Wednesday 22 November 2017

Existing suppliers will face tough competition

Charlie Weston

Charlie Weston

GOOD news for financially squeezed families is thin on the ground these days.

Bills have been rising relentlessly, whether they are for property tax, health insurance or banking charges.

Energy is one of the big costs of running a home and the price of electricity and gas has been going up.

This is despite the opening up of the electricity market to ESB rivals Airtricity and Bord Gais. Electricity prices have been kept high here for years by the regulator in order to attract new players.

On the face of it, the gas market should be highly competitive, with Airtricity, Electric Ireland and Flogas competing with the dominant player Bord Gais. Despite the competitive pressure, however, prices have remained stubbornly high.

So the arrival of Energia into the domestic residential electricity and gas market with a low-cost offering is set to be a welcome fillip for under-pressure householders.

From next week, Energia will be aiming to be the lowest-priced operator in the hope that it can sign up thousands of householders who are hungry for better value.

It is expected to be at least €150 a year cheaper for electricity for families than the standard tariff from Electric Ireland. On the gas side, it is set to offer similar discounts.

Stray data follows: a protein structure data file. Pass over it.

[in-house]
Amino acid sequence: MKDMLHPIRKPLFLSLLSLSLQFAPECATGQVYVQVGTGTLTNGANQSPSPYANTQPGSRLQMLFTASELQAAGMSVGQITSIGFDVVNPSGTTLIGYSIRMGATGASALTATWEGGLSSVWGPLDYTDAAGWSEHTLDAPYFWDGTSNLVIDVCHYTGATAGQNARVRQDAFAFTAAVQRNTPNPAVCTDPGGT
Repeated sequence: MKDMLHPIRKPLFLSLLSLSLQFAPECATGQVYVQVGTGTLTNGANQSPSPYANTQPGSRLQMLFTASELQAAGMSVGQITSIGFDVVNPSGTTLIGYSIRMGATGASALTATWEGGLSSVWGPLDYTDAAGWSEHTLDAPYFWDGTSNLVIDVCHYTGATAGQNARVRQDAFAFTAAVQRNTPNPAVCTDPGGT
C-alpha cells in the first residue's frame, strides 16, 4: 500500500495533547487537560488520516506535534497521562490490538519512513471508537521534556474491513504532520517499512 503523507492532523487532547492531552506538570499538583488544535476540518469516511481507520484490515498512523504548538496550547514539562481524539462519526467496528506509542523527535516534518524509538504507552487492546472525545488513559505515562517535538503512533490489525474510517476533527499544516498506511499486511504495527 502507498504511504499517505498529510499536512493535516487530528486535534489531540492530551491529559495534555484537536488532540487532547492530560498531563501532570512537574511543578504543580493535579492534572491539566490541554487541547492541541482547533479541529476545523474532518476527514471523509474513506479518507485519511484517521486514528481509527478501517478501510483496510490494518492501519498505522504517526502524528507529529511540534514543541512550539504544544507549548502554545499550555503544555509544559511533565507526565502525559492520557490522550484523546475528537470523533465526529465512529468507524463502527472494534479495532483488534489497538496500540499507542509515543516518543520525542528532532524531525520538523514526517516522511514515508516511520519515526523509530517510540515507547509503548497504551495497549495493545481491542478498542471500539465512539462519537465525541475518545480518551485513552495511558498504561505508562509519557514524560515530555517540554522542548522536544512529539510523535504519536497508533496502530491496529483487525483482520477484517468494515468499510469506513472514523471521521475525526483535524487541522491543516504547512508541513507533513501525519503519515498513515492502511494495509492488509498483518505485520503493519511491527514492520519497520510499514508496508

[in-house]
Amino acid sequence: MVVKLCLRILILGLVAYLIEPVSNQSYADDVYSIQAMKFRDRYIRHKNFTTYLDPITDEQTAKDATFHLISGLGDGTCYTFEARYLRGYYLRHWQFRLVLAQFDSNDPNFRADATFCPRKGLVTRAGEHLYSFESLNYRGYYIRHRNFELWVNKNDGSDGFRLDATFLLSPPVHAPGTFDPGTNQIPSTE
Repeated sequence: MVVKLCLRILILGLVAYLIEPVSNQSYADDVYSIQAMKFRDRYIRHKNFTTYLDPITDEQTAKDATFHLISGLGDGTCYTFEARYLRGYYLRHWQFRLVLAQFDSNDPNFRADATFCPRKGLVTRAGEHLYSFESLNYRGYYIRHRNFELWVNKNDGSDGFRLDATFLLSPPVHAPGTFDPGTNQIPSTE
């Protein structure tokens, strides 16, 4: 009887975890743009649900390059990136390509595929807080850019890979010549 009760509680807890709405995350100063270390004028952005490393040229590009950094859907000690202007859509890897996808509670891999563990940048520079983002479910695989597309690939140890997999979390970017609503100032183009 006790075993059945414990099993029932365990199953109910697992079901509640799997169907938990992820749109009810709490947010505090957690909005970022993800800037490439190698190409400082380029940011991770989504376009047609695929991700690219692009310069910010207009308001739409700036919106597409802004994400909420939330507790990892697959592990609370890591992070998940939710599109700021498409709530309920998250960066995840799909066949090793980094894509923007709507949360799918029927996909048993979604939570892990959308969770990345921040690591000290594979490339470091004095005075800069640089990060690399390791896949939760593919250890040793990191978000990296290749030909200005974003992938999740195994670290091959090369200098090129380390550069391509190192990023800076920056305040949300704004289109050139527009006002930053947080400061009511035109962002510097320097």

To gain from these deals, householders will have to sign up for direct debits and receive their bills electronically, which is standard now in the market. Suppliers are making householders sign up for a year, sometimes two years, to get discount deals.

Simon Moynihan of price comparison site feels the new player has the potential to put pressure on the existing operators to at the very least stop hiking prices.

The new entrant, which is part of the Northern-Ireland based Viridian group, may even force some lower priced deals to be offered by its competitors.

The big question is: will consumers get over their inertia and make the switch?

Only around 16 out of 100 consumers have moved their electricity and gas accounts to a different company, research by the National Consumer Agency has found. This is despite the fact that annual gas prices have risen by €250 in past two years.

Moving energy supplier is relatively easy and can be done with one phone call.

From next week, consumers will not be able to blame a lack of competition for high energy prices.

Irish Independent

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